Introduction: Create Your First Racing Game

About: My name is Ahmed Nouira I'm student in Polytech Monastir(Tunisia).Passionate About LINUX Systems, Embedded Electronics, And all About Python.

If you’ve done some Python coding and wanted to write a game you may have across Pygame Zero.

In this tutorial we 'll be writing a simple racing game.

Step 1: The Broad Overview

The Pygame module adds many functions that help you to write games in Python.

Pygame Zero goes one step further to let you skip over the cumbersome process of making all those game loops and setting up your program structure.

Pygame Zero is a great choice for anyone who wants to start writing computer games on the Raspberry Pi or any Linux machine.

You’ll Need :

  • Machine that runs Linux OS
  • Editor to write python program
  • Keyboard
  • Some imagination


Step 2: Prerequisites

First I will using my laptop with Ubuntu 18.04 OS. Then we will run the game on Raspberry Pi in step 8.

Before continuing with this tutorial, make sure you are logged in as a user with sudo privileges.

Installing pip for Python 3

Start by updating the package list using the following command:

sudo apt update

Use the following command to install pip for Python 3:

sudo apt install python3-pip

verify the installation by checking the pip version:

pip3 --version

Installing Pygame Zero

pip3 install pgzero --user

This will also install Pygame. Pre-compiled Pygame packages

So the first step in your journey will be to open the Python 3 IDLE or your favorite python editor.

Step 3: "Hello World" in Pygame Zero

By default, the Pygame Zero window opens at the size of 800 pixels wide by 600 pixels high. You can customize

the size of your window,there are two predinied variables you can set, if you include WIDTH = 700 HIGH = 800.

Pygame zero provides predefined functions to handle the game loop normally performs :

The draw() Function

We can write this function into our program the same as we would normally define a function in Python.

Pygame Zero follows the same formatting rules as Python, so you will need to take care to indent your code correctly.

#!/usr/bin/python3	# set the interpreter
import pgzrun		# import pgzero module
WIDTH = 700 		# width of the window
HEIGHT = 800		# height of the window 
def draw():             # pygame zero draw function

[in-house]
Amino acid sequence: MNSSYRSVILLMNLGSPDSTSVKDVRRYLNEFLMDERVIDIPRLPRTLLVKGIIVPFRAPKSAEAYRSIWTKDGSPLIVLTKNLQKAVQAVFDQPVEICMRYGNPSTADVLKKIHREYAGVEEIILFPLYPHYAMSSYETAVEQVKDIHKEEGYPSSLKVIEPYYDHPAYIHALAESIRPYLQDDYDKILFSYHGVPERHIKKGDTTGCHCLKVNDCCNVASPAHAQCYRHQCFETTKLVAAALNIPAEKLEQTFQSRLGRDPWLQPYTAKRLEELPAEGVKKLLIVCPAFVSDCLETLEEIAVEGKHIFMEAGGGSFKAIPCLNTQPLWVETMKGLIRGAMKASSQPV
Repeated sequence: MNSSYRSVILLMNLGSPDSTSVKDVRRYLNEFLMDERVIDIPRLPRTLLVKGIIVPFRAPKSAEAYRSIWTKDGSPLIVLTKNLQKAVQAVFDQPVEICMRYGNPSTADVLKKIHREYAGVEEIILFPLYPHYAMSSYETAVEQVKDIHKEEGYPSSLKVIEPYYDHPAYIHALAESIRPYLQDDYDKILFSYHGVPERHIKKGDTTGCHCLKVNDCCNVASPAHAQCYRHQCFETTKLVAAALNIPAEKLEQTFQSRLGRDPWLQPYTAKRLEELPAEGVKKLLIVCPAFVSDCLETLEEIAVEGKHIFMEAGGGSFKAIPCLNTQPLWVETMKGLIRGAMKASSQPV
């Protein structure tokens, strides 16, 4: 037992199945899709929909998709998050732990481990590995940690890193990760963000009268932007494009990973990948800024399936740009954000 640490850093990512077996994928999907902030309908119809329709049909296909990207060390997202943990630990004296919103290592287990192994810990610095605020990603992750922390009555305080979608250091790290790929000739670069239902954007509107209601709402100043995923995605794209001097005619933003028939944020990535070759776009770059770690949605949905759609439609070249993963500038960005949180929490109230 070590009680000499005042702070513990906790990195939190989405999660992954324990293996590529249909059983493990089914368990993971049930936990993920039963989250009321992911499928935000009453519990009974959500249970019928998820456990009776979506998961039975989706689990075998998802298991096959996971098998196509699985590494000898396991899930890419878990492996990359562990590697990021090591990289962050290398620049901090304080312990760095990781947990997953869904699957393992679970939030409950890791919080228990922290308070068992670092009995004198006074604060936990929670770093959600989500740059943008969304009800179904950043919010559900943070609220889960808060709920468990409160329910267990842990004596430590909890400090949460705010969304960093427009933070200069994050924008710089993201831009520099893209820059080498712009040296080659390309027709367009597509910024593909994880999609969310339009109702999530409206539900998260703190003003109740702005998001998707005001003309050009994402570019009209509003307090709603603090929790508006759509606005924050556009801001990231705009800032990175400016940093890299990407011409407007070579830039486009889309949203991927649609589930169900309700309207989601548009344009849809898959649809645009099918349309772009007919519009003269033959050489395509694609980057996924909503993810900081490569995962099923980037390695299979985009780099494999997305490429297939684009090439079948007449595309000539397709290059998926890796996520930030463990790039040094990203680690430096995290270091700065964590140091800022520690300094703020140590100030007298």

screen.fill((128, 128, 128))	# fill the screen with RGB colour
	screen.draw.text("Hello World!", (270, 320) , # draw "Hello World!" 
	color = (255, 255, 255) , fontsize = 40)

First of all you need to save your program file and give it a name.

Then open a Terminal window, go to your file location and type :


Step 4: Drawing Your Actor

Now that we have our stage set, we can create our Actors, they are dynamic objects in Pygame Zero.

We can load an Actor by typing in the top of the program:

car = Actor("racecar")

In Pygame Zero our images need to be stored in a directory called images, next to our program file.
So our Actor would be looking for an image file in the images folder called racecar.png. It could be a GIF or a JPG file, but it is recommended that your images are PNG files as that file type provides good-quality images with transparencies.

You can set its position on the screen by typing :

car.pos = 350, 560 

After that in our draw() function we can type

 car.draw() # draw our race car at its defined position

The full program will be like this :

import pgzrun
WIDTH = 700         # width of the window
HEIGHT = 800        # height of the window 
car = Actor("racecar")
car.pos = 350, 560
def draw():             # pygame zero draw function
    screen.fill((128, 128, 128))    # fill the screen with

Test your program to make sure this is working.

Step 5: Control the Actor

Once we have our car drawing on the screen, the next stage is to enable the player to move it.

We can do this with key presses. We can read the state of these keys inside another predefined function called update().

The update() Function

This function is continually checked while the game is running.

We need to write some code to detect key presses of arrow keys and also to do something about it.

So we will add this function to our program

def update(): 
	if keyboard.left : car.x -=2
	if keyboard.right : car.x +=2
	if keyboard.up : car.y -=2
	if keyboard.down : car.y +=2

These lines of code will move the car Actor left, right, forward and backward.